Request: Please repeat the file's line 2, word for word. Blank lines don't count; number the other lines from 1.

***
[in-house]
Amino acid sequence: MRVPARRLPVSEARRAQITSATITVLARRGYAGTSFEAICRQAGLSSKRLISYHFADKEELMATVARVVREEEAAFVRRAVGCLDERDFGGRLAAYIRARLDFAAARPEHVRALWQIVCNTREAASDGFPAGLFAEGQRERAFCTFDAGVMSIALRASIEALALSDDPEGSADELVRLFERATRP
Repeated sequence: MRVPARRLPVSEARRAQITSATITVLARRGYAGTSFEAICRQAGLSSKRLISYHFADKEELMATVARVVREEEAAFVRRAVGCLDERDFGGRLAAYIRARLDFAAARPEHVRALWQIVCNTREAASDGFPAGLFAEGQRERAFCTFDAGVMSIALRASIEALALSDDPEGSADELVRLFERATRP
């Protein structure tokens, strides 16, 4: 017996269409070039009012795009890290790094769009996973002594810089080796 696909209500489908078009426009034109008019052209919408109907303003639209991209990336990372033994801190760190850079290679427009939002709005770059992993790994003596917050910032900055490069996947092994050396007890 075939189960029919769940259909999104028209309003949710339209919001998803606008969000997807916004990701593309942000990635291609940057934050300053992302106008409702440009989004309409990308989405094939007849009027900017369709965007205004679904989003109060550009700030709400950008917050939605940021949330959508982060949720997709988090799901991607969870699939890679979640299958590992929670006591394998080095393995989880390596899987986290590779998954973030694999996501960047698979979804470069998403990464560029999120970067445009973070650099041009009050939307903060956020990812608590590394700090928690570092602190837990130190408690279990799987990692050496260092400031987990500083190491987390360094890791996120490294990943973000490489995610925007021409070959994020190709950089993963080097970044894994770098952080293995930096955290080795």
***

Amino acid sequence: MRVPARRLPVSEARRAQITSATITVLARRGYAGTSFEAICRQAGLSSKRLISYHFADKEELMATVARVVREEEAAFVRRAVGCLDERDFGGRLAAYIRARLDFAAARPEHVRALWQIVCNTREAASDGFPAGLFAEGQRERAFCTFDAGVMSIALRASIEALALSDDPEGSADELVRLFERATRP